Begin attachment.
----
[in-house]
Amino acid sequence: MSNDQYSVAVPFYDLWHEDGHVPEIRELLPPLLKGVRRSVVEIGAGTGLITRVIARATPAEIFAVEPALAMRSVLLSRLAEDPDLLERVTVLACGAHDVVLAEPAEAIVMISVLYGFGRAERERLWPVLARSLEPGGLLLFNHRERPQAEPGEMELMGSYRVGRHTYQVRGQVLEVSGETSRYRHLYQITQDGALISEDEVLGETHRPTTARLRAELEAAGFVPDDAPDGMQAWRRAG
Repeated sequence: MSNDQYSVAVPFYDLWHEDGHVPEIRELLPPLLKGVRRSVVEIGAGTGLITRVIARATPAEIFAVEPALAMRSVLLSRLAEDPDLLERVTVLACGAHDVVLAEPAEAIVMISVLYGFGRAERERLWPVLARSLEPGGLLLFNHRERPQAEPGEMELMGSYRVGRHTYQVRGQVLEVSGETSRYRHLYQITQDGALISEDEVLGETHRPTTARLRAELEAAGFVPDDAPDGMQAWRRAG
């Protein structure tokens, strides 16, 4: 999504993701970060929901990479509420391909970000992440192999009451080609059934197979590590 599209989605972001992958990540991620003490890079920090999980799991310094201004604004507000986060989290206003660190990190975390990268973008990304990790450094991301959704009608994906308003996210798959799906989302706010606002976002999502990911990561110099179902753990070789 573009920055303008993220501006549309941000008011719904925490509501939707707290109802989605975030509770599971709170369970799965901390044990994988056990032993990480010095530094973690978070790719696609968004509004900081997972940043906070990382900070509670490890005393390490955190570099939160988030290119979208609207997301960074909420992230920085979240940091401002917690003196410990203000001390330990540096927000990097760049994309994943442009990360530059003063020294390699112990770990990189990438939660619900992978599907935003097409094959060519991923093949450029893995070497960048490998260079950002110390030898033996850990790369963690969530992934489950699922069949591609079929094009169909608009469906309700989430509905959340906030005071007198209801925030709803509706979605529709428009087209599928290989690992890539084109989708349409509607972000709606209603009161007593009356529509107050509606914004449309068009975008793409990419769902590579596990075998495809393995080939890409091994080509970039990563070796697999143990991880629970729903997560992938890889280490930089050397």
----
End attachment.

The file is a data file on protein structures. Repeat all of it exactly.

[in-house]
Amino acid sequence: MSNDQYSVAVPFYDLWHEDGHVPEIRELLPPLLKGVRRSVVEIGAGTGLITRVIARATPAEIFAVEPALAMRSVLLSRLAEDPDLLERVTVLACGAHDVVLAEPAEAIVMISVLYGFGRAERERLWPVLARSLEPGGLLLFNHRERPQAEPGEMELMGSYRVGRHTYQVRGQVLEVSGETSRYRHLYQITQDGALISEDEVLGETHRPTTARLRAELEAAGFVPDDAPDGMQAWRRAG
Repeated sequence: MSNDQYSVAVPFYDLWHEDGHVPEIRELLPPLLKGVRRSVVEIGAGTGLITRVIARATPAEIFAVEPALAMRSVLLSRLAEDPDLLERVTVLACGAHDVVLAEPAEAIVMISVLYGFGRAERERLWPVLARSLEPGGLLLFNHRERPQAEPGEMELMGSYRVGRHTYQVRGQVLEVSGETSRYRHLYQITQDGALISEDEVLGETHRPTTARLRAELEAAGFVPDDAPDGMQAWRRAG
């Protein structure tokens, strides 16, 4: 999504993701970060929901990479509420391909970000992440192999009451080609059934197979590590 599209989605972001992958990540991620003490890079920090999980799991310094201004604004507000986060989290206003660190990190975390990268973008990304990790450094991301959704009608994906308003996210798959799906989302706010606002976002999502990911990561110099179902753990070789 573009920055303008993220501006549309941000008011719904925490509501939707707290109802989605975030509770599971709170369970799965901390044990994988056990032993990480010095530094973690978070790719696609968004509004900081997972940043906070990382900070509670490890005393390490955190570099939160988030290119979208609207997301960074909420992230920085979240940091401002917690003196410990203000001390330990540096927000990097760049994309994943442009990360530059003063020294390699112990770990990189990438939660619900992978599907935003097409094959060519991923093949450029893995070497960048490998260079950002110390030898033996850990790369963690969530992934489950699922069949591609079929094009169909608009469906309700989430509905959340906030005071007198209801925030709803509706979605529709428009087209599928290989690992890539084109989708349409509607972000709606209603009161007593009356529509107050509606914004449309068009975008793409990419769902590579596990075998495809393995080939890409091994080509970039990563070796697999143990991880629970729903997560992938890889280490930089050397």